The ‘Boston Strangler’ killed 13 women. Who really cared?
Long before the current national craze of mass shootings, the crime phenomenon that kept ordinary citizens awake at night, listening for the scrape of a loose window or a soft knock at the door, was the lone serial killer. Zodiac. Ted Bundy. Richard Ramirez, the Night Stalker. Kenneth Bianchi, the Hillside Strangler. Backwoods ghoul Ed Gein. Twisted drifter Richard Speck. Predatory clown John Wayne Gacy. And of course the “Boston Strangler.”
The above quotation marks are appropriate. The new true-crime thriller Boston Strangler convincingly reminds its audience that the “Boston Strangler” murders of the 1960s—the victims were 13 women of varying ages—were never completely solved, and that the “lone strangler’s” toll was undoubtedly the work of several individuals.
But the main narrative thrust of writer-director Matt Ruskin’s film is that if it weren’t for the determined efforts of two women newspaper reporters—Loretta McLaughlin (played by Keira Knightley) and Jean Cole (Carrie Coon), both of the Boston Record American—the story might never have been unearthed.
Loretta is a classic example of thwarted female ambition in mid-20th-century America. A married mother of three, she works in the Record American’s “women’s pages,” aka the Lifestyle Desk, where she has just been assigned to write a product review of a new toaster. However, her professional instincts draw her to a puzzling spate of Massachusetts murders. Someone is throttling and sexually assaulting senior women who live alone, and there’s no sign of forced entry to their homes, meaning the killer rings the doorbell and talks himself in.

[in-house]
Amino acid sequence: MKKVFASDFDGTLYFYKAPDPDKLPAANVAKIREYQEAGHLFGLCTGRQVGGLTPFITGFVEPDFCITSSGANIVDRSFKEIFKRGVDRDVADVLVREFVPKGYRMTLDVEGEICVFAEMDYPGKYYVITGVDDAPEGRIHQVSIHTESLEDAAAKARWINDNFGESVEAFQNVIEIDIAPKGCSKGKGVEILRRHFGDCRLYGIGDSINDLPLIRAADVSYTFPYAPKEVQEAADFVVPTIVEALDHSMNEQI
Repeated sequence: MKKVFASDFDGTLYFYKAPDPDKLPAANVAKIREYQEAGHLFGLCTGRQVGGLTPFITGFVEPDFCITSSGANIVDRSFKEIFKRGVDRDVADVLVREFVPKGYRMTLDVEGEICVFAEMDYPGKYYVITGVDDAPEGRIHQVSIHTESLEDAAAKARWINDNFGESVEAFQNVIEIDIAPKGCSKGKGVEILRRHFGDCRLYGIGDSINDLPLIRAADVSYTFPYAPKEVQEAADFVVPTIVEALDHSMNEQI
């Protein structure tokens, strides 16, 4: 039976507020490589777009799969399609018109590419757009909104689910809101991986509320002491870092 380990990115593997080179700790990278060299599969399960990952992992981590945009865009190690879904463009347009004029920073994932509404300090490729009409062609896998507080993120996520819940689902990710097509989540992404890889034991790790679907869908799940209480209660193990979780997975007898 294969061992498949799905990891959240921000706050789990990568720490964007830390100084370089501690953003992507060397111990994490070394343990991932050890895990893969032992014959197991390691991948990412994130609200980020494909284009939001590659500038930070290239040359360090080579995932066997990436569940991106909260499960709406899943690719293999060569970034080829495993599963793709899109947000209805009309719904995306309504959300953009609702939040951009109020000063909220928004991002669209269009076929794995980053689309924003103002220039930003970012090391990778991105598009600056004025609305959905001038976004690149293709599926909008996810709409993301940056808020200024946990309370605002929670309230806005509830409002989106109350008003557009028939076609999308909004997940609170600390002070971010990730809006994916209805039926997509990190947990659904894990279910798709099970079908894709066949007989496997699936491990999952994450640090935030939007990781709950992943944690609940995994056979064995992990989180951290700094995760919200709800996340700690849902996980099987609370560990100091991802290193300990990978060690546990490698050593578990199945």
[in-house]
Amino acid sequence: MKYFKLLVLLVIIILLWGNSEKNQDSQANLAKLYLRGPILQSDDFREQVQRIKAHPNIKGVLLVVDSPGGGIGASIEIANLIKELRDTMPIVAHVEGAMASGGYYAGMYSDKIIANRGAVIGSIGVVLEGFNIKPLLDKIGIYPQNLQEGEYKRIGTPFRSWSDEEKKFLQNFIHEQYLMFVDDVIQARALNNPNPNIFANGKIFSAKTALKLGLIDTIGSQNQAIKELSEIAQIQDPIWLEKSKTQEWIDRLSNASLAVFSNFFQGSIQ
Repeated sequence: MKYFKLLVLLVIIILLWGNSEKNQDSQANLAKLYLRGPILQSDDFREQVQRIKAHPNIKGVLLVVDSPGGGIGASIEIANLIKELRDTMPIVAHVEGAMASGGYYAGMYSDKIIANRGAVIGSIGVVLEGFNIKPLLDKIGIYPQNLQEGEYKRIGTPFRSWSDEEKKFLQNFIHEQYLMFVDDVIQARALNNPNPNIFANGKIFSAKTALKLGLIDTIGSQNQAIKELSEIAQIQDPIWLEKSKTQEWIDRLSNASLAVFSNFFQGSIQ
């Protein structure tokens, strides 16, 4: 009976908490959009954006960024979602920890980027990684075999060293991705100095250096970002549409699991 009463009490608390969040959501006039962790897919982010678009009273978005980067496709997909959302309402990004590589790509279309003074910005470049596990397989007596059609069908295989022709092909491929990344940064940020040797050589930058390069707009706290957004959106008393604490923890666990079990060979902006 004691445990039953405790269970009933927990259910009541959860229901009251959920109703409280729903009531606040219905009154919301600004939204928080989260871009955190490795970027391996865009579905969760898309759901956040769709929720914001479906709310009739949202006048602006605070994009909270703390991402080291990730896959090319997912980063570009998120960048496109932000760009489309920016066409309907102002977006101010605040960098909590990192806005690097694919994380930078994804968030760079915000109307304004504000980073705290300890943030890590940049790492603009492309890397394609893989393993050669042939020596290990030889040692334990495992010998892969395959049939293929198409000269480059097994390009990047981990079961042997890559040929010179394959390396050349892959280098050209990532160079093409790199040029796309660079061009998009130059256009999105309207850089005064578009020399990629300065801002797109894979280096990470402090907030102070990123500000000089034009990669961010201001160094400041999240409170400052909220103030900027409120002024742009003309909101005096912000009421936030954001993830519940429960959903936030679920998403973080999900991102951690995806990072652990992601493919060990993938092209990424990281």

Loretta’s boss, editor Jack Maclaine (Chris Cooper), simply will not hear of putting a woman into the paper’s all-male crime reporter bullpen. They’re too surly for her, and the boys down at the Boston PD won’t give a “skirt” the time of day.
Only Jean Cole, who has carved out her own turf as a tenacious, resourceful investigative writer with an undercover nursing-home exposé to her credit, is willing to listen to Loretta’s hunches. They gang up on Maclaine, get his grudging permission, hit the streets and, in those pre-digital days, start combing the phonebooks and talking to jailhouse snitches for leads.
On the surface of it, Boston Strangler is a very routine-looking thriller with a topical wrinkle, a portrait of the bad old days when women had to claw their way into jobs previously reserved for males, and were ridiculed (or worse) for their trouble. Knightley’s cautiously “brave” performance is of a piece with the jobs she’s been doing for years now; only Coon’s Jean offers that spark of spunk associated with the wise-mouthed newshounds of popular imagination.
And yet something happens in the movie’s last quarter, as the crimes’ pattern begins to spread itself out, like a stain on the sheets. The consensus of the day is that the Strangler’s sexual violence is so repulsive that only “real men,” like hard-boiled cops or bitter-mugged newsroom hacks, can stomach it for long enough to compose a story. Thus, the vicious abasement of women is strictly a matter for the eyes and ears of men.
The police can’t, or won’t, dig down deeper into the psychology of the numerous weirdos they find. And the news media, only too happy to boost circulation with a titillating sex murder, likewise recoil from what’s underneath. “The city can’t protect its women,” cries Loretta. The city can only shrug its shoulders and move on.
Late in the film, the ugly reality reaches a crescendo just as the suspense drains drily away. In the end, no one really wants to figure out who killed these people, for what reason, in what locale or exactly when. Filmmaker Ruskin’s rehash of director Richard Fleischer’s 1968 The Boston Strangler (starring Tony Curtis as prime suspect Albert DeSalvo) intentionally leaves its viewers in a wasteland. Laments Loretta: “Nobody bothered to get to the truth. People got away with murder.” Tough movie.